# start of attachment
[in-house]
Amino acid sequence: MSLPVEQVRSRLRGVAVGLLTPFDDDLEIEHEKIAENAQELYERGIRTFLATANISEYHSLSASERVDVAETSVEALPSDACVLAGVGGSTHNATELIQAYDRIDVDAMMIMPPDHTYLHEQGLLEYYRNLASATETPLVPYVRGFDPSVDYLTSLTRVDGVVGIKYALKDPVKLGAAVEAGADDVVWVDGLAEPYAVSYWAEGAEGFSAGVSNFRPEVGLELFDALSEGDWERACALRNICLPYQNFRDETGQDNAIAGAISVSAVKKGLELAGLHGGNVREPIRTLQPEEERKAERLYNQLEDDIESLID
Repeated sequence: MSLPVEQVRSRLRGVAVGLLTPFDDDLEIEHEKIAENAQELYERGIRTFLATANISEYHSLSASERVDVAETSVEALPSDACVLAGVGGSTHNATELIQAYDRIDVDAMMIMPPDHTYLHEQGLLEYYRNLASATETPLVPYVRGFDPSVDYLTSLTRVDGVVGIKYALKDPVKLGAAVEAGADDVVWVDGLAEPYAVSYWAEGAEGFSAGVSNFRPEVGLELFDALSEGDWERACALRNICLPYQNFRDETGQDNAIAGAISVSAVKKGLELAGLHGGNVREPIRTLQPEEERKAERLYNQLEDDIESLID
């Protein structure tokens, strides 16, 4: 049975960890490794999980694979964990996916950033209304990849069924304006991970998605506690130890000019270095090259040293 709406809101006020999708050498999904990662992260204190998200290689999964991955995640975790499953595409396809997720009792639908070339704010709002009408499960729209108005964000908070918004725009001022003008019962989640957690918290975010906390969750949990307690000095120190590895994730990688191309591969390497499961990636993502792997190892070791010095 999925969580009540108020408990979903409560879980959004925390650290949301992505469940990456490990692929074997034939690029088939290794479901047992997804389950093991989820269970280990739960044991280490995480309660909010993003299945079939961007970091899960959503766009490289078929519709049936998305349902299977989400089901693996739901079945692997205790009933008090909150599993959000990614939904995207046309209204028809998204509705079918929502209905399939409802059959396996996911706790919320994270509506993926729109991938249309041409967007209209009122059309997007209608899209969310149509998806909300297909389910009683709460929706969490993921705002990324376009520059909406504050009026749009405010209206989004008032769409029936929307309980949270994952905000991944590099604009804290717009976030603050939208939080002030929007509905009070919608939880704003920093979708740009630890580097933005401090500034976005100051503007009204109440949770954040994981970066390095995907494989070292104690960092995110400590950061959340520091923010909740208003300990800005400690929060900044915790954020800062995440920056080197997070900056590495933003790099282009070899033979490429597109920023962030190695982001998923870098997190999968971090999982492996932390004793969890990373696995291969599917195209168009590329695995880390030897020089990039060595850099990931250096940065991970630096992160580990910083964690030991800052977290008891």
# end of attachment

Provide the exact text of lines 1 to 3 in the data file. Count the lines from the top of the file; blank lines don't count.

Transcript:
[in-house]
Amino acid sequence: MSLPVEQVRSRLRGVAVGLLTPFDDDLEIEHEKIAENAQELYERGIRTFLATANISEYHSLSASERVDVAETSVEALPSDACVLAGVGGSTHNATELIQAYDRIDVDAMMIMPPDHTYLHEQGLLEYYRNLASATETPLVPYVRGFDPSVDYLTSLTRVDGVVGIKYALKDPVKLGAAVEAGADDVVWVDGLAEPYAVSYWAEGAEGFSAGVSNFRPEVGLELFDALSEGDWERACALRNICLPYQNFRDETGQDNAIAGAISVSAVKKGLELAGLHGGNVREPIRTLQPEEERKAERLYNQLEDDIESLID
Repeated sequence: MSLPVEQVRSRLRGVAVGLLTPFDDDLEIEHEKIAENAQELYERGIRTFLATANISEYHSLSASERVDVAETSVEALPSDACVLAGVGGSTHNATELIQAYDRIDVDAMMIMPPDHTYLHEQGLLEYYRNLASATETPLVPYVRGFDPSVDYLTSLTRVDGVVGIKYALKDPVKLGAAVEAGADDVVWVDGLAEPYAVSYWAEGAEGFSAGVSNFRPEVGLELFDALSEGDWERACALRNICLPYQNFRDETGQDNAIAGAISVSAVKKGLELAGLHGGNVREPIRTLQPEEERKAERLYNQLEDDIESLID